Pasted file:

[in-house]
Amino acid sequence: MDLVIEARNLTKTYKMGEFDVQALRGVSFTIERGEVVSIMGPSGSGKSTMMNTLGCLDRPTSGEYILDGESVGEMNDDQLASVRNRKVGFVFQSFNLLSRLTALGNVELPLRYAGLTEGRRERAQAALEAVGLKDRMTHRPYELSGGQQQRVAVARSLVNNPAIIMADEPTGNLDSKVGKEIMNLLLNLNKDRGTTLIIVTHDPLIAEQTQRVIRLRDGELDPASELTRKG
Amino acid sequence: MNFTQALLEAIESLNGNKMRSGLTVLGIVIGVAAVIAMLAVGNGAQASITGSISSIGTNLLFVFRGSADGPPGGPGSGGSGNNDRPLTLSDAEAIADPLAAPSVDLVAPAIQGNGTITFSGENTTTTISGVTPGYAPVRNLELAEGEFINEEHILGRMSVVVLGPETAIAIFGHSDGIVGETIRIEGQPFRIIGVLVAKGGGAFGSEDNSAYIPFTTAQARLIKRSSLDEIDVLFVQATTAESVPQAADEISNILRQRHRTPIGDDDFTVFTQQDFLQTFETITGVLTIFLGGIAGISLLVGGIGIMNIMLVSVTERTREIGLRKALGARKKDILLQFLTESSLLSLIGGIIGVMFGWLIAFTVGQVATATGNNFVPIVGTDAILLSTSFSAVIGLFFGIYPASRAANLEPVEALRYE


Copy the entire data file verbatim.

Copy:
[in-house]
Amino acid sequence: MDLVIEARNLTKTYKMGEFDVQALRGVSFTIERGEVVSIMGPSGSGKSTMMNTLGCLDRPTSGEYILDGESVGEMNDDQLASVRNRKVGFVFQSFNLLSRLTALGNVELPLRYAGLTEGRRERAQAALEAVGLKDRMTHRPYELSGGQQQRVAVARSLVNNPAIIMADEPTGNLDSKVGKEIMNLLLNLNKDRGTTLIIVTHDPLIAEQTQRVIRLRDGELDPASELTRKG
Amino acid sequence: MNFTQALLEAIESLNGNKMRSGLTVLGIVIGVAAVIAMLAVGNGAQASITGSISSIGTNLLFVFRGSADGPPGGPGSGGSGNNDRPLTLSDAEAIADPLAAPSVDLVAPAIQGNGTITFSGENTTTTISGVTPGYAPVRNLELAEGEFINEEHILGRMSVVVLGPETAIAIFGHSDGIVGETIRIEGQPFRIIGVLVAKGGGAFGSEDNSAYIPFTTAQARLIKRSSLDEIDVLFVQATTAESVPQAADEISNILRQRHRTPIGDDDFTVFTQQDFLQTFETITGVLTIFLGGIAGISLLVGGIGIMNIMLVSVTERTREIGLRKALGARKKDILLQFLTESSLLSLIGGIIGVMFGWLIAFTVGQVATATGNNFVPIVGTDAILLSTSFSAVIGLFFGIYPASRAANLEPVEALRYE